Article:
One of the mysteries of the English language finally explained.
1Of or like Mr Pickwick in Dickens's Pickwick Papers, especially in being jovial, plump, or generous.
cheerful, jolly, happy, cheery, good-humoured, convivial, genial, good-natured, friendly, amiable, affable, sociable, outgoing, clubbableView synonyms
- ‘On the contrary, Carleton's hand-rubbing manner was Pickwickian in its joviality.’
- ‘He was five feet high, ruddily Pickwickian in appearance, utterly efficient, unoriginal and orthodox.’
- ‘His Self-Portrait, seated at his easel, shows a prosperous Pickwickian figure.’
- ‘'Genial, generous, Pickwickian in appearance', in his youth Dooley had enjoyed surfing and bush-walking, particularly in the Blue Mountains.’
- ‘This is writing to savour; and the comedy takes on a decidedly Pickwickian flavour when Gerald later attends a village fête in his constituency, getting welly-throwing lessons from a ‘smart-alec socialist’ in ‘gold-rimmed glasses’.’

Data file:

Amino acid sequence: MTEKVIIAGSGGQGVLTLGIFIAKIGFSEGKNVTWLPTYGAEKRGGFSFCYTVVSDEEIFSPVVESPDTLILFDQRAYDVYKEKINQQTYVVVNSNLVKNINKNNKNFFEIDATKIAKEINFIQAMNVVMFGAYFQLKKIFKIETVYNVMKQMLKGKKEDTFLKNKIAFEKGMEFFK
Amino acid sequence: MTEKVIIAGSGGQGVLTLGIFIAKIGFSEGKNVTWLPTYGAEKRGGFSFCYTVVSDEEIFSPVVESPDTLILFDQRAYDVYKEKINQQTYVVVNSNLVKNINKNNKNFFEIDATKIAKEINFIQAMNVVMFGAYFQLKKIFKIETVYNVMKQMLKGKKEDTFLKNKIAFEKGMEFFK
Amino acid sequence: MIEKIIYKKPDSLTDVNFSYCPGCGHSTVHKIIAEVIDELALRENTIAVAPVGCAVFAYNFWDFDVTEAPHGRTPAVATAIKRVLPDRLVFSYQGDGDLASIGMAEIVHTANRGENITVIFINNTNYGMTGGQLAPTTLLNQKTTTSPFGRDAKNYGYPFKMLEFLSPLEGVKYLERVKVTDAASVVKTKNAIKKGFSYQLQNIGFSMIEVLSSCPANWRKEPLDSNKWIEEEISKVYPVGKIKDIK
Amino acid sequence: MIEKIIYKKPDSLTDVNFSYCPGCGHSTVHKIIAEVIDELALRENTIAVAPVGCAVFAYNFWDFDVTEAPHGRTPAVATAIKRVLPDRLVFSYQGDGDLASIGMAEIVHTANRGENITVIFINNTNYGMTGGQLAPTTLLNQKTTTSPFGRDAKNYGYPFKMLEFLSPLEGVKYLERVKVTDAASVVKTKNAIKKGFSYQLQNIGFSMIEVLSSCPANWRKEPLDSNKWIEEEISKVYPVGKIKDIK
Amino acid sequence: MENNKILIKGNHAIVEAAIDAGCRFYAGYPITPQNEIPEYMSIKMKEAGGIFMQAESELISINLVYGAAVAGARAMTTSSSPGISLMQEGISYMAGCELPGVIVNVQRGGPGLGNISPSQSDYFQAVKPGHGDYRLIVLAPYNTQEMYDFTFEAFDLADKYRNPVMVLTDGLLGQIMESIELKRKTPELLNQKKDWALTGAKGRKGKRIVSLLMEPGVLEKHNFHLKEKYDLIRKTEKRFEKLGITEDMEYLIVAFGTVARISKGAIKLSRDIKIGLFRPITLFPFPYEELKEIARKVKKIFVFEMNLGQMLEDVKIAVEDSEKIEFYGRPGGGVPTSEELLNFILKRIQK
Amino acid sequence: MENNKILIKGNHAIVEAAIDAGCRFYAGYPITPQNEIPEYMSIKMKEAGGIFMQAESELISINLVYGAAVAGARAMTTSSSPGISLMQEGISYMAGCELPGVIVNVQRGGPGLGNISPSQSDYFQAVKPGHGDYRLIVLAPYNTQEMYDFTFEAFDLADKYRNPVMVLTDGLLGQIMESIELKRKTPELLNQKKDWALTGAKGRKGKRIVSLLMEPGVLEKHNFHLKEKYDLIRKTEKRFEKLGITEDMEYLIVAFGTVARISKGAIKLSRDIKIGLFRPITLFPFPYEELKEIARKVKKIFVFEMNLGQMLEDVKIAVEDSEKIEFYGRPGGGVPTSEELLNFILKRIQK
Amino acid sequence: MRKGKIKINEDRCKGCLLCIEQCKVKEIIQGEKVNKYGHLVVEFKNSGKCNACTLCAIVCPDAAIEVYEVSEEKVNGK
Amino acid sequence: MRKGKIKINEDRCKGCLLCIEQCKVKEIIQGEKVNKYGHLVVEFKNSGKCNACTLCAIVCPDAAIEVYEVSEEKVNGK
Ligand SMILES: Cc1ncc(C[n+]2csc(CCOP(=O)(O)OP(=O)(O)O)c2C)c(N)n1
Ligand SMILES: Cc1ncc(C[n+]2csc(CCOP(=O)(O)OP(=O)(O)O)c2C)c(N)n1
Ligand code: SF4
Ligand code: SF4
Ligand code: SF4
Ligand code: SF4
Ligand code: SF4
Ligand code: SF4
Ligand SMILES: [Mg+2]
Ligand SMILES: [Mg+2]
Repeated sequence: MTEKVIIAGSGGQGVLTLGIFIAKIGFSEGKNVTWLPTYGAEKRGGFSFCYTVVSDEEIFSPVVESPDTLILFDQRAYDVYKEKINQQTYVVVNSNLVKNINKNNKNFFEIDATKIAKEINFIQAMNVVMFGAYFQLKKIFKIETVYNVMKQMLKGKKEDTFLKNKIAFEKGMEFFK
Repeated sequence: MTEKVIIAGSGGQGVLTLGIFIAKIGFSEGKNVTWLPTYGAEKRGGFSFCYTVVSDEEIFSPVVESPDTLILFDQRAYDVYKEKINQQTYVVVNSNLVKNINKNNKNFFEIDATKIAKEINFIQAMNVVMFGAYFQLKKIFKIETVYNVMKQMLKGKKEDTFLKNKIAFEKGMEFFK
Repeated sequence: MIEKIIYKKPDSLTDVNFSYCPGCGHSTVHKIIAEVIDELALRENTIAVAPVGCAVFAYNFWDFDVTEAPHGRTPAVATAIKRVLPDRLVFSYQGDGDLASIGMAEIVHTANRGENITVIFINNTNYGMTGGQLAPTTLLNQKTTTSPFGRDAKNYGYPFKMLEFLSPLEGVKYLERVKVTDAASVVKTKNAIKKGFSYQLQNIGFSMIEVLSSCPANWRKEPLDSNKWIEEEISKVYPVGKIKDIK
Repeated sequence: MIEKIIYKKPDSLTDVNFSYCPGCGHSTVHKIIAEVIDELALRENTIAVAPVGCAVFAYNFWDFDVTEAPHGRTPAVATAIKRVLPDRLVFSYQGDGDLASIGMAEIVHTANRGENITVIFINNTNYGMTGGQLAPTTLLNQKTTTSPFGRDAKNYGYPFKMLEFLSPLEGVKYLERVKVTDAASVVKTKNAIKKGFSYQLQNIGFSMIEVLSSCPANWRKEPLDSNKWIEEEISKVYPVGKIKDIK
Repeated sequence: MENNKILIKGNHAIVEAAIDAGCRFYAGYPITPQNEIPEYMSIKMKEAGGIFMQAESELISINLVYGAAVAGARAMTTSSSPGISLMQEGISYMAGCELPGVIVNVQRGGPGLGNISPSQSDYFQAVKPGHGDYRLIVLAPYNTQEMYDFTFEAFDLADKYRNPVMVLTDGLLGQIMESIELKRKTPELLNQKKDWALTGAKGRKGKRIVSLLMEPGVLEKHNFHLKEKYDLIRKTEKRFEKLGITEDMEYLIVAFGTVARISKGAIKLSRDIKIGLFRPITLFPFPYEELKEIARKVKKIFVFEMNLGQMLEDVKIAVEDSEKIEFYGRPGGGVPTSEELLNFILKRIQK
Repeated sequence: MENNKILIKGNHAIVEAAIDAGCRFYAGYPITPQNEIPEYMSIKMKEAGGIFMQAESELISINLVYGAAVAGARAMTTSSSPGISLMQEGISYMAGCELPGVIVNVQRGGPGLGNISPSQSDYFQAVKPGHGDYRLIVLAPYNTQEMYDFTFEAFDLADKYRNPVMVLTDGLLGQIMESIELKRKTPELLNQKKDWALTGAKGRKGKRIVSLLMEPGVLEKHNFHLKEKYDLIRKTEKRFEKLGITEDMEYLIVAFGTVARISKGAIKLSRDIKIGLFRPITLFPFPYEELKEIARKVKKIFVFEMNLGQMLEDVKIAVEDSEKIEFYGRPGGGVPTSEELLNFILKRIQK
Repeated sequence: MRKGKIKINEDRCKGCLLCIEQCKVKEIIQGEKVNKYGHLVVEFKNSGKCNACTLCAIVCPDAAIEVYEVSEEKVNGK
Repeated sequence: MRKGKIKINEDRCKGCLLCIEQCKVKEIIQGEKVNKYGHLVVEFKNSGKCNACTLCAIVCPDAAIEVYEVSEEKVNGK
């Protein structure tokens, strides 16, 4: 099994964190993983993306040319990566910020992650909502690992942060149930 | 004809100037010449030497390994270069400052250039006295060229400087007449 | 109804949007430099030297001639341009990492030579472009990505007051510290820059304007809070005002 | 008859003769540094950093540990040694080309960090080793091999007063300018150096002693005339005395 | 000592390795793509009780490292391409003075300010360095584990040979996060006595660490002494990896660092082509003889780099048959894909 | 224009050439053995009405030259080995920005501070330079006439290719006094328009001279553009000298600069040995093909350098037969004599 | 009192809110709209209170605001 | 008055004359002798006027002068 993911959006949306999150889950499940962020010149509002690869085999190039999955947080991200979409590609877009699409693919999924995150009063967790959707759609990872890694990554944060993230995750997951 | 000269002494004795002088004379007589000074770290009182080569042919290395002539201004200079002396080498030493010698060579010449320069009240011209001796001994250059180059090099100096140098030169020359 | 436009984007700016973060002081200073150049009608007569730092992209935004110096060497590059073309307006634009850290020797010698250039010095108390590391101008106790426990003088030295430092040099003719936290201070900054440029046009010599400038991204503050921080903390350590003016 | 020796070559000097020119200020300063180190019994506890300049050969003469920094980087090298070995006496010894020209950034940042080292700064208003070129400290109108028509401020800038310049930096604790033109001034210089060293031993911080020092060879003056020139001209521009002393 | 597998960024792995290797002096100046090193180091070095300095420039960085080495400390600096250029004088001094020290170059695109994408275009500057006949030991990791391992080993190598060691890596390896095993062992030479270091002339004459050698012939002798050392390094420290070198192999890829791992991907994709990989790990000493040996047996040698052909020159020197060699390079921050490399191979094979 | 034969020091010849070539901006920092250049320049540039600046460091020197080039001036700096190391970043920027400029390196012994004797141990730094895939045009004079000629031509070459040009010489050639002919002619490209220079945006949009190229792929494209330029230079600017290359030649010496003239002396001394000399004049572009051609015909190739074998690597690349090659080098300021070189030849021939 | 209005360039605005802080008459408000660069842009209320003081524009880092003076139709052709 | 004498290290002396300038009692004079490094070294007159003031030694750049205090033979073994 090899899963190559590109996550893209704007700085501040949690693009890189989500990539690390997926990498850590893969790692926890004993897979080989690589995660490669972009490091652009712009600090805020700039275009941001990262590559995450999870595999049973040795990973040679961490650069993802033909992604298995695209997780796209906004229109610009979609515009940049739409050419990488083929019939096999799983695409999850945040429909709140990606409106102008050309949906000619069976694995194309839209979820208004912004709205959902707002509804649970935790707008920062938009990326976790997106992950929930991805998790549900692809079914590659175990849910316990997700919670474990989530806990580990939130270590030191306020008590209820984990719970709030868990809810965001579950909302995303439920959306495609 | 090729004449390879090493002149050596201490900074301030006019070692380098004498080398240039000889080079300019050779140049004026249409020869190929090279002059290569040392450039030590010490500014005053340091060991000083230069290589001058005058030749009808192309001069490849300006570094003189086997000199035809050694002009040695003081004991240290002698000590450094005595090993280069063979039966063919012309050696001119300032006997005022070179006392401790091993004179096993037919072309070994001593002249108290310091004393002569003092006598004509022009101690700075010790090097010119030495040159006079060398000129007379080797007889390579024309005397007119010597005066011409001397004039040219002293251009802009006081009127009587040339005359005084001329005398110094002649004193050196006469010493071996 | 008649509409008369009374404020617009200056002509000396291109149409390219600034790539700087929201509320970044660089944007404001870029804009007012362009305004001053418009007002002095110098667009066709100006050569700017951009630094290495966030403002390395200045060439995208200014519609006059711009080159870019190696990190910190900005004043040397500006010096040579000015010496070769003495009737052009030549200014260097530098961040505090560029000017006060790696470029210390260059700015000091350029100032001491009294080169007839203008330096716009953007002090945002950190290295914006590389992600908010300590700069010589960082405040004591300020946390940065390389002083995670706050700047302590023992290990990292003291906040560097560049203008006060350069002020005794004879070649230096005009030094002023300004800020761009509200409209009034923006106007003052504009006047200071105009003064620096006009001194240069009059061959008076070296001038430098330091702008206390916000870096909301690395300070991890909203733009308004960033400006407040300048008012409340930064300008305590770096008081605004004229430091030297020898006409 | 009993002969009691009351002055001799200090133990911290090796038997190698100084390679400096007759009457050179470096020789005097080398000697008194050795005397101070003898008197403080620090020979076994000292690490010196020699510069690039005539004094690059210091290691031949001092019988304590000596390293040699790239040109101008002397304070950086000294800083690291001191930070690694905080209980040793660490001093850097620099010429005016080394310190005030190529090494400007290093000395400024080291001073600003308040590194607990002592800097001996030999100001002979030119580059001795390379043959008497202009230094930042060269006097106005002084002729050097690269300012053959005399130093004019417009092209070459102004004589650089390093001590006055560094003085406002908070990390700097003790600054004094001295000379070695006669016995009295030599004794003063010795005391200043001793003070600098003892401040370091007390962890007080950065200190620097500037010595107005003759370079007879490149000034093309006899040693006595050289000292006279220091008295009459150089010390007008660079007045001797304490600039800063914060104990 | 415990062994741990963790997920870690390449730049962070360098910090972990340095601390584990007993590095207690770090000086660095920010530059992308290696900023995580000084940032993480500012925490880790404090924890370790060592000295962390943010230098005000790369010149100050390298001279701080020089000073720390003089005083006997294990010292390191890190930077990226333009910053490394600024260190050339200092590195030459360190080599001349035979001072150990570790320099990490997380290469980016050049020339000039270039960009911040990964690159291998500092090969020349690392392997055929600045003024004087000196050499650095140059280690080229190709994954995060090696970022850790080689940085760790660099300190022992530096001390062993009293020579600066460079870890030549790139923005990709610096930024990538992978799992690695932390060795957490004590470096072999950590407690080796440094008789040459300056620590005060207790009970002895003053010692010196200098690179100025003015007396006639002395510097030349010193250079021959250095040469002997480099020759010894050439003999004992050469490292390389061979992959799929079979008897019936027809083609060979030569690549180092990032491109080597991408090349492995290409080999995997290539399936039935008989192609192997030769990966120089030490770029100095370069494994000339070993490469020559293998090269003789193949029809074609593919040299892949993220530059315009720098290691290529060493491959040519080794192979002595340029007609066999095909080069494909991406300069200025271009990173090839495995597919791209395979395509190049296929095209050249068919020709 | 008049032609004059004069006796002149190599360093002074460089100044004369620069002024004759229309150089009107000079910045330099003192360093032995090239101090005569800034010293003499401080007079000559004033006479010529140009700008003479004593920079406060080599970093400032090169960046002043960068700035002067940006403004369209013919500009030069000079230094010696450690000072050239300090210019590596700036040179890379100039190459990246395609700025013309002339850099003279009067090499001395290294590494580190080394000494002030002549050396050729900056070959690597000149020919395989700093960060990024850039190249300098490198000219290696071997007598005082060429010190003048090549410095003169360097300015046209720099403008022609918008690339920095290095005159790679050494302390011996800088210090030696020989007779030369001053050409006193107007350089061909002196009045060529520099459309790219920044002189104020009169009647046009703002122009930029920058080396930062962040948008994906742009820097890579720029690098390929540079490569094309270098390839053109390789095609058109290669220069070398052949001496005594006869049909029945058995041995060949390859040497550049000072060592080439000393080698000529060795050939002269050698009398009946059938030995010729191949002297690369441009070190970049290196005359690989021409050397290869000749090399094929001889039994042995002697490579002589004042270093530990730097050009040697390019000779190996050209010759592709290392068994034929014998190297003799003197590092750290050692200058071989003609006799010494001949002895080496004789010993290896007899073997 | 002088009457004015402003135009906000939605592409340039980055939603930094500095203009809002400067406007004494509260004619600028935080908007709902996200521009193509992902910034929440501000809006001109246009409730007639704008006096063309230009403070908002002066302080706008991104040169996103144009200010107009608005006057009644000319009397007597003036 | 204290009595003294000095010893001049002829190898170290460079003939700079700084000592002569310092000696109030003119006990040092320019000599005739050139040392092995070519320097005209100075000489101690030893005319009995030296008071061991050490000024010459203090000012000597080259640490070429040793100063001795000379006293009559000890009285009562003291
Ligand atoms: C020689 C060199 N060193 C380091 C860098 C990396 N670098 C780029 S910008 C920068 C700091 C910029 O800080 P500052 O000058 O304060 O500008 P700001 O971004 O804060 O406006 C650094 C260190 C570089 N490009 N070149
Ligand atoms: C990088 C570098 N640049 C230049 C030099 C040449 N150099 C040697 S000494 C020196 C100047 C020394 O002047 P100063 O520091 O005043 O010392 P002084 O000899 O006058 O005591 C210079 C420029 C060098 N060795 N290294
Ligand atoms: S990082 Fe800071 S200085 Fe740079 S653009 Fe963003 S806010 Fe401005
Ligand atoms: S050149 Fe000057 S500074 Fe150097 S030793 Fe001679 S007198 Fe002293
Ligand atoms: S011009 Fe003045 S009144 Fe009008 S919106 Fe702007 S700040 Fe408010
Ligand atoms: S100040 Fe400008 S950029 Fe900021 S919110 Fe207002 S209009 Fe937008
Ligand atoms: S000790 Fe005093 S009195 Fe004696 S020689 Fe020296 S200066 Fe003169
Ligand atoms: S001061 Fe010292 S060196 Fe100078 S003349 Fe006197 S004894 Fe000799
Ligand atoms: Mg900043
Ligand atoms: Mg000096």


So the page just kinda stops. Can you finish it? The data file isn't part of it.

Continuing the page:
- 1.1 (of words) misunderstood or misused, especially to avoid offence.
- ‘When, as in the case of the lamb, the failure is brought about by the fulfilment of something else, then indeed God can be said in a Pickwickian way to have brought about the failure, but only because he brought about the fulfilment of the lion.’
- ‘All these teachings must be taken in a Pickwickian sense.’
- ‘We conclude that underdeveloped nations, in exporting their resources, are victims of "economic exploitation" in a Pickwickian sense only.’
- ‘This will create ‘unity’ in some Pickwickian sense understood only by liturgists.’
- ‘Only by using the word in its most Pickwickian sense would I ever call myself a ‘young’ theologian.’
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